Don’t expect to see a gas tax increase in Iowa next year.
While Iowa’s roads and bridges are in desperate need of repair, Gov. Terry Branstad does not see the sense in raising the state’s gas tax, which, while below what surrounding states charge, lacks public support, he said.
“It’s very unpopular,” Branstad said in an interview with IowaWatch on Tuesday, “and frankly the Legislature couldn’t get the votes before they adjourned.”
At the same time, he acknowledged as this busy Fourth of July travel period kicks into high gear that the state’s road and bridge needs are critical. “I recognize there’s a need for additional money for the road fund,” he said.
Senate Majority Leader Michael Gronstal, D-Council Bluffs, favors raising the gas tax by 10 cents and said others do as well, despite the failure of an increase by that amount to move through the Legislature this year.
“I think there is significant bipartisan support for additional resources for the Road Use Tax Fund,” Gronstal said Tuesday.
Branstad said he is considering other options to increase revenue for Iowa’s roads and bridges, such as raising the one-time registration fee for vehicles, earmarking a portion of sales tax revenue or using surplus gambling revenue.
“I hope I can even find a proposal to recommend next year,” Branstad said, “but I think it would not be just a strict increase in the gas tax by 10 cents a gallon.”
Instead, he said he would try an alternative that Iowans find more palatable than higher prices at the pump.
Iowa’s roads and bridges are in bad shape, according to the American Society of Civil Engineers’ 2013 Report Card for America’s Infrastructure, which listed 5,193 structurally deficient bridges in the state. Repairing or replacing the bridges would cost almost $1 billion, the civil engineers’ group said.
The group also ranked 46 percent of Iowa’s roads as being in mediocre or poor quality. Mediocre means the road displays signs of deterioration but is not yet dangerous. Poor means there is a “strong risk of failure.”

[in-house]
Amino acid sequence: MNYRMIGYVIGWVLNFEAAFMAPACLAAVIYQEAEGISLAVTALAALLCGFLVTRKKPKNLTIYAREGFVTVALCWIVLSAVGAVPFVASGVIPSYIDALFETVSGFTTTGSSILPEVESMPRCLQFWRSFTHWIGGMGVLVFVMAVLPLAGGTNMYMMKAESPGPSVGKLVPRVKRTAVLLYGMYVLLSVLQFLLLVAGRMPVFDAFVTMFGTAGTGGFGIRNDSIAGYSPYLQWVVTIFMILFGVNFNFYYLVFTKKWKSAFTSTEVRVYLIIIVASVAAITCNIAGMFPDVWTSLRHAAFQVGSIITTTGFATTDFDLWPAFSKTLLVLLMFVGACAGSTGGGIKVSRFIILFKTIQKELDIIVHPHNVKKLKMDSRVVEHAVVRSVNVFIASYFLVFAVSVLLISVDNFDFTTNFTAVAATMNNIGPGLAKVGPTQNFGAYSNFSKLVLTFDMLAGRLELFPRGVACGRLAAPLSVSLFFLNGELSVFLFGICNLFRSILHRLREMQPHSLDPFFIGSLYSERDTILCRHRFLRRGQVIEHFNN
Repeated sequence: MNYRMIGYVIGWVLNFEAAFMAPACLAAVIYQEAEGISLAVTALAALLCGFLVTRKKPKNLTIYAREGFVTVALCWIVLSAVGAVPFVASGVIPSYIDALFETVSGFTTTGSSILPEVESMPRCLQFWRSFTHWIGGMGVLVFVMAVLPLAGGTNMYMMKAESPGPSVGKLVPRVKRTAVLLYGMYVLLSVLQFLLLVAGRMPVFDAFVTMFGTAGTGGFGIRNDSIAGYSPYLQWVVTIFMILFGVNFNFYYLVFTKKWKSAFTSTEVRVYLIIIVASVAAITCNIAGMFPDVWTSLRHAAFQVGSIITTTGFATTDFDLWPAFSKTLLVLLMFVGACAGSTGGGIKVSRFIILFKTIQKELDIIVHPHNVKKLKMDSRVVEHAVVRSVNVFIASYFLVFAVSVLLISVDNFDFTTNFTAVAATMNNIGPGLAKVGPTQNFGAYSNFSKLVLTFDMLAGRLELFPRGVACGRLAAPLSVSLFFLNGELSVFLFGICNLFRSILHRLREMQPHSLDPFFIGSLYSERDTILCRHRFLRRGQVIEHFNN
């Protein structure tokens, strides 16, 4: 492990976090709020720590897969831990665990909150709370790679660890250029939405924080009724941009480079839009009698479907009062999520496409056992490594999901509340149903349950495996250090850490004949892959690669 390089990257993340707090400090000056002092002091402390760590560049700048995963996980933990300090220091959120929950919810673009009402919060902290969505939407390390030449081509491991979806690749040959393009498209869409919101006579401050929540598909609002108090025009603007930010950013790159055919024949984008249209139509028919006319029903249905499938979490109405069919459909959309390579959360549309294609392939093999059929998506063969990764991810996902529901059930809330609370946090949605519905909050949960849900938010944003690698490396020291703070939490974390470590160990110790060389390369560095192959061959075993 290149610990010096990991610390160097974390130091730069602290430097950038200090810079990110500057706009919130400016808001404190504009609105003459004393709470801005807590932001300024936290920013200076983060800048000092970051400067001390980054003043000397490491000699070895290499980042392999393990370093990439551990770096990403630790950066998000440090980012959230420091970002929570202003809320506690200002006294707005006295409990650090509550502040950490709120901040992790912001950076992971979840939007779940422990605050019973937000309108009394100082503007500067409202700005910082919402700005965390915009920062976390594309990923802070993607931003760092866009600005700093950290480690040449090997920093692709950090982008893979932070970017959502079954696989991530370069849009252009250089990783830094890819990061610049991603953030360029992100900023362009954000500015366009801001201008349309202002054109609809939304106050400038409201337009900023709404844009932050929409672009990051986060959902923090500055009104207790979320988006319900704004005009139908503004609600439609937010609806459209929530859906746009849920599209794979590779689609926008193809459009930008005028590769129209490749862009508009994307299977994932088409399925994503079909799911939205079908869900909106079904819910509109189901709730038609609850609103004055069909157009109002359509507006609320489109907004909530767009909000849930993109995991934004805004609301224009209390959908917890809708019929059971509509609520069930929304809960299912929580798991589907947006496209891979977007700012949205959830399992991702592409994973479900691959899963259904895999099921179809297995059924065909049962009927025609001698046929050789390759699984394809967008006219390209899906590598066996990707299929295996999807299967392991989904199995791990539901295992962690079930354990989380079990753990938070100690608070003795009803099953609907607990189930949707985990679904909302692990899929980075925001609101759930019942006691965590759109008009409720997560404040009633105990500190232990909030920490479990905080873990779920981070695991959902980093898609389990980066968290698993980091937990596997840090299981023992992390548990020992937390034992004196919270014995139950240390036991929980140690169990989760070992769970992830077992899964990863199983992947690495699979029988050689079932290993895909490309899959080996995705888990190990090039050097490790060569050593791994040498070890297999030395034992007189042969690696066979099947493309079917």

The civil engineers’ report adds that driving on such roads costs Iowan drivers an average of $381 per year.
However, funding for critical repairs in Iowa has fallen short. “We do have a critical funding need,” Iowa Department of Transportation Director Paul Trombino III said.
Iowa’s state gas tax is 22 cents per gallon, a rate that hasn’t changed since 1989. Federal taxes bring Iowa’s total gas tax to 40.4 cents per gallon, less than the national average of 49 cents and every adjacent state except South Dakota, which also is at 40.4 cents, and Missouri, which pays a total of 35.7 cents for each gallon.
Branstad earlier this year supported a 10-cent gas tax increase in exchange for income tax reform. But when the Legislature passed Senate File 295, a broad tax-relief package, Branstad reversed his position on the gas tax.
Branstad said gas tax revenue will diminish over time, in part because of more fuel-efficient vehicles and federal requirements that encourage their production and use. “Also, many consumers, because of the high cost of gasoline, are going to hybrid vehicles, or electric vehicles, or trucks now are converting to natural gas because it’s cheaper,” Branstad said.